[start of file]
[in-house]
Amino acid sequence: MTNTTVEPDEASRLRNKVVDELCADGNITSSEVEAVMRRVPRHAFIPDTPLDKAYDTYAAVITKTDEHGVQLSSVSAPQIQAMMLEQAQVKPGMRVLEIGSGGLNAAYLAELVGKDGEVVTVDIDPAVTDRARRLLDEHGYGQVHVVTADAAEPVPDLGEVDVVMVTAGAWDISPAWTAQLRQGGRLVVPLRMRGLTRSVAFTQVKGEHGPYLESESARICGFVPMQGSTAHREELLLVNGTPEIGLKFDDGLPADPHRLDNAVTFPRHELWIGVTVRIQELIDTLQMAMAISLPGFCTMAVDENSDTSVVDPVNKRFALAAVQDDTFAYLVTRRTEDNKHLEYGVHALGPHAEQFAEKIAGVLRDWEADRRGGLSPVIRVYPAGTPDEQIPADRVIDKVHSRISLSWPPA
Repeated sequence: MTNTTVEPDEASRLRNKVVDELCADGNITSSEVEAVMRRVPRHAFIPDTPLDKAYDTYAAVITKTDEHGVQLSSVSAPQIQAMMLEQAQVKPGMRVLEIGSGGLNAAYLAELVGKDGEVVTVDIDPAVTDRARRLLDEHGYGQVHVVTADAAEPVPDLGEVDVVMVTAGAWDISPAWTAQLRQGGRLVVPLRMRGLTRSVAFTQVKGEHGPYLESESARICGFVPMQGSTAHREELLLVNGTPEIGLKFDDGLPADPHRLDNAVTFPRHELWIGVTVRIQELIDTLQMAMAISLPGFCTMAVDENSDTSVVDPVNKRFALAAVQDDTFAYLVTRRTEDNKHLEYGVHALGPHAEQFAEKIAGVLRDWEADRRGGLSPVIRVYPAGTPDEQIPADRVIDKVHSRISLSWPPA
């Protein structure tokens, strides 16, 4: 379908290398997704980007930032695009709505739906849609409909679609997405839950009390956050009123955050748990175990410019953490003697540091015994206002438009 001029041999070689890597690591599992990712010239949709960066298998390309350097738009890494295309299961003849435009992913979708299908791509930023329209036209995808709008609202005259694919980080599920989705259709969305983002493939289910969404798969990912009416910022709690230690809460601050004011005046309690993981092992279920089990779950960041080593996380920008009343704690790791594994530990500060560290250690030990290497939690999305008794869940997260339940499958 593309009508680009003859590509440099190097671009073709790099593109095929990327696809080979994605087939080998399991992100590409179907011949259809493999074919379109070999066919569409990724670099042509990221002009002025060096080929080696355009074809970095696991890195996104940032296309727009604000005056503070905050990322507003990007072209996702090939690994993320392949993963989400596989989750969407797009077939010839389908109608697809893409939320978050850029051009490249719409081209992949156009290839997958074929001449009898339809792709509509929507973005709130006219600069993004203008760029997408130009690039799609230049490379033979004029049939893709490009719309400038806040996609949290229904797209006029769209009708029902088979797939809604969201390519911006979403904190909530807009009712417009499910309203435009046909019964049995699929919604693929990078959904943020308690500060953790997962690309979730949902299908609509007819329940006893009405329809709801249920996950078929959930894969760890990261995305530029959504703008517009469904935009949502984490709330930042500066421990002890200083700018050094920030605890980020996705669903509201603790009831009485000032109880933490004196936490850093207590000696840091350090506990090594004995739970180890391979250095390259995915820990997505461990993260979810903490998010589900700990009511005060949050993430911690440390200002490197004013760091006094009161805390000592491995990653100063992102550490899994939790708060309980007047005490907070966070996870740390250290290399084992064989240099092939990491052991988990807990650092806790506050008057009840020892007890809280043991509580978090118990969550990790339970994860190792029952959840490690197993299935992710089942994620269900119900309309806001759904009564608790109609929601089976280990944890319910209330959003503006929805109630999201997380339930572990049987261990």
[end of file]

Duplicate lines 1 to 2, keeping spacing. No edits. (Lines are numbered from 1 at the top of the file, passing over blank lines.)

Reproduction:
[in-house]
Amino acid sequence: MTNTTVEPDEASRLRNKVVDELCADGNITSSEVEAVMRRVPRHAFIPDTPLDKAYDTYAAVITKTDEHGVQLSSVSAPQIQAMMLEQAQVKPGMRVLEIGSGGLNAAYLAELVGKDGEVVTVDIDPAVTDRARRLLDEHGYGQVHVVTADAAEPVPDLGEVDVVMVTAGAWDISPAWTAQLRQGGRLVVPLRMRGLTRSVAFTQVKGEHGPYLESESARICGFVPMQGSTAHREELLLVNGTPEIGLKFDDGLPADPHRLDNAVTFPRHELWIGVTVRIQELIDTLQMAMAISLPGFCTMAVDENSDTSVVDPVNKRFALAAVQDDTFAYLVTRRTEDNKHLEYGVHALGPHAEQFAEKIAGVLRDWEADRRGGLSPVIRVYPAGTPDEQIPADRVIDKVHSRISLSWPPA